DUBLIN (Reuters) - Ireland’s international lenders are considering doubling the average repayment term of some of its 85 billion euro ($107 billion) bailout to 30 years from 15, state broadcaster RTE reported, citing sources among the lenders.
The move would be aimed at easing Dublin’s efforts to return to long term debt markets before its EU/IMF bailout runs out at the end of next year.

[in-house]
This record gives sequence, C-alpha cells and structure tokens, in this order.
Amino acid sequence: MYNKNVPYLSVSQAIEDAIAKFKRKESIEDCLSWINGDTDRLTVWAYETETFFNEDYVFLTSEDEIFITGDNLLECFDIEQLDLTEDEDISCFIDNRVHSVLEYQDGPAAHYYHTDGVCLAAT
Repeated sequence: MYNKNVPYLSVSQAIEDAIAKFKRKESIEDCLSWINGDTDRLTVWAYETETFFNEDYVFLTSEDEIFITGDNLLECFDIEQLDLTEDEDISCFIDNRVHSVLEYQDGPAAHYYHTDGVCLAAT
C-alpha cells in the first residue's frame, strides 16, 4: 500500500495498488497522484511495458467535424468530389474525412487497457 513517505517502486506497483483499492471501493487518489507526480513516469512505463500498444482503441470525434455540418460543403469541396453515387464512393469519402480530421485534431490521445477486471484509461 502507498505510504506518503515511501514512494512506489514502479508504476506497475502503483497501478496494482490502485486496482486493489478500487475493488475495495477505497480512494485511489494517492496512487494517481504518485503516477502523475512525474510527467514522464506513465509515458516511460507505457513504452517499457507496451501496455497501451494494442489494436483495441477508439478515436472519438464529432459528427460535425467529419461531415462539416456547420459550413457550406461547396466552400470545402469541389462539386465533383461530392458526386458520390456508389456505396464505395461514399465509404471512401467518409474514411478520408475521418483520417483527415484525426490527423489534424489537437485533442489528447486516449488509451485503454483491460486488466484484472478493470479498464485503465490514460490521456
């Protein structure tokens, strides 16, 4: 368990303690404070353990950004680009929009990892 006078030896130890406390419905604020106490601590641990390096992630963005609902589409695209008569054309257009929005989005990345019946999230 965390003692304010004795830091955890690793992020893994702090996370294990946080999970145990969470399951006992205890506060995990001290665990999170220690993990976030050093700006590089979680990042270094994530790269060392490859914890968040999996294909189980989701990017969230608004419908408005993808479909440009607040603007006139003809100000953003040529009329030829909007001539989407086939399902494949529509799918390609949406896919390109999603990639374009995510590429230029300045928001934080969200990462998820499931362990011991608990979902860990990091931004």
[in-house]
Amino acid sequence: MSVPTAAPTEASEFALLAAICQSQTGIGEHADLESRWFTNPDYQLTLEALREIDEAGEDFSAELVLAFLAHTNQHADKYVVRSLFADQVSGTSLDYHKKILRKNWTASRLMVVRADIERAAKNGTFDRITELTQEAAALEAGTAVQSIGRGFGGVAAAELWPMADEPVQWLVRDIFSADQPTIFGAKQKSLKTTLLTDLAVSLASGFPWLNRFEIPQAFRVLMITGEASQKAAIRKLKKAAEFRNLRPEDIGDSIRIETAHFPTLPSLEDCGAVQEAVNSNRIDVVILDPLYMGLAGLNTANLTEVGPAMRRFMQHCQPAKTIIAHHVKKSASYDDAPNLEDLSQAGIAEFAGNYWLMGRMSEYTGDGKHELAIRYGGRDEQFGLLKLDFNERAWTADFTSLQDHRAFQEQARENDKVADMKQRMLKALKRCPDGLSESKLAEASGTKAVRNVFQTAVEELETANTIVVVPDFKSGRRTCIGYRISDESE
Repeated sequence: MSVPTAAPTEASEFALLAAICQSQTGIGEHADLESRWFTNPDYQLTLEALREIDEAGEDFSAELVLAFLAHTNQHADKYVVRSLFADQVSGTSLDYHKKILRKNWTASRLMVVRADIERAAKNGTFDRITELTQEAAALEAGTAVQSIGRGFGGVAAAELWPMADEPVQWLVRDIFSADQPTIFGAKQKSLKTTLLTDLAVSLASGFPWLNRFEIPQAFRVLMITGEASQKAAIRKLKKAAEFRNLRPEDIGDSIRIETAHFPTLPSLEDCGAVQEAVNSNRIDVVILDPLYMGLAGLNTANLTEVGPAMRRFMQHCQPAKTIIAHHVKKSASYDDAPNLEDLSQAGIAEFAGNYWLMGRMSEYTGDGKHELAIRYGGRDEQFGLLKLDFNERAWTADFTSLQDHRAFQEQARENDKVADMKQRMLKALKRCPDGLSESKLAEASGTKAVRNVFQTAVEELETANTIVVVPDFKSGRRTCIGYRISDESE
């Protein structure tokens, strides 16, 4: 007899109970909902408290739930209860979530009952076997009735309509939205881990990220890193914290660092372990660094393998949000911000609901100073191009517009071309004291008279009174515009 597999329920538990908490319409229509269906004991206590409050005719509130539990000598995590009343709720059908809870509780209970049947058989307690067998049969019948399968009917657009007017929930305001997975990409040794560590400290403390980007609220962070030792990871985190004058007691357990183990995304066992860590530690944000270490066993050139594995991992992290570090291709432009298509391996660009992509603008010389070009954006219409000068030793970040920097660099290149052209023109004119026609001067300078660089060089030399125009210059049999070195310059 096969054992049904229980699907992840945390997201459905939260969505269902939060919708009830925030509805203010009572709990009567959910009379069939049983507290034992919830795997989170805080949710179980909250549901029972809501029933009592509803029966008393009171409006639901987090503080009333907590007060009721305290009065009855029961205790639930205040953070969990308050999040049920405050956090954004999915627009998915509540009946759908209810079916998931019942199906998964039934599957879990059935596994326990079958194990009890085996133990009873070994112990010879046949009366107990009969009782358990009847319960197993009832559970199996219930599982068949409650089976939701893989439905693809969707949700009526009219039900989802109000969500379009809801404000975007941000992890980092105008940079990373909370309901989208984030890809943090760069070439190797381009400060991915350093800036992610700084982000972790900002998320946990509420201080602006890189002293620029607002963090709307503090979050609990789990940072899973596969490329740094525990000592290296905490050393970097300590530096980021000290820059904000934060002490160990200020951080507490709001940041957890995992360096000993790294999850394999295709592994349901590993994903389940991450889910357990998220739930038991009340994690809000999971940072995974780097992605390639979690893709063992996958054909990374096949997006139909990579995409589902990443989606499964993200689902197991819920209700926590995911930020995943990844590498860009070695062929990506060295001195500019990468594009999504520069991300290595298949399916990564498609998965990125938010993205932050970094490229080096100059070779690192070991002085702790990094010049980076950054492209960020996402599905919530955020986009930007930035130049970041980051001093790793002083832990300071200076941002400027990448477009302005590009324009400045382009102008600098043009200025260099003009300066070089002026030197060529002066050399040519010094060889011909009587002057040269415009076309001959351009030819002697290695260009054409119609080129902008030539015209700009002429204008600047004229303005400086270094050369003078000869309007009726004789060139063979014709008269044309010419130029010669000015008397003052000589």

The extension would only affect loans from the European Union bailout funds, but not those from the International Monetary Fund, the broadcaster said.
The issues has not yet been raised with the Irish government or other European leaders, it said.
The International Monetary Fund on Friday urged Europe to do more to help Ireland return to bond markets next year, suggesting a refinancing of its crippling bank bailout or consider take equity in state-owned banks.
Reporting by Conor Humphries; editing by Ron Askew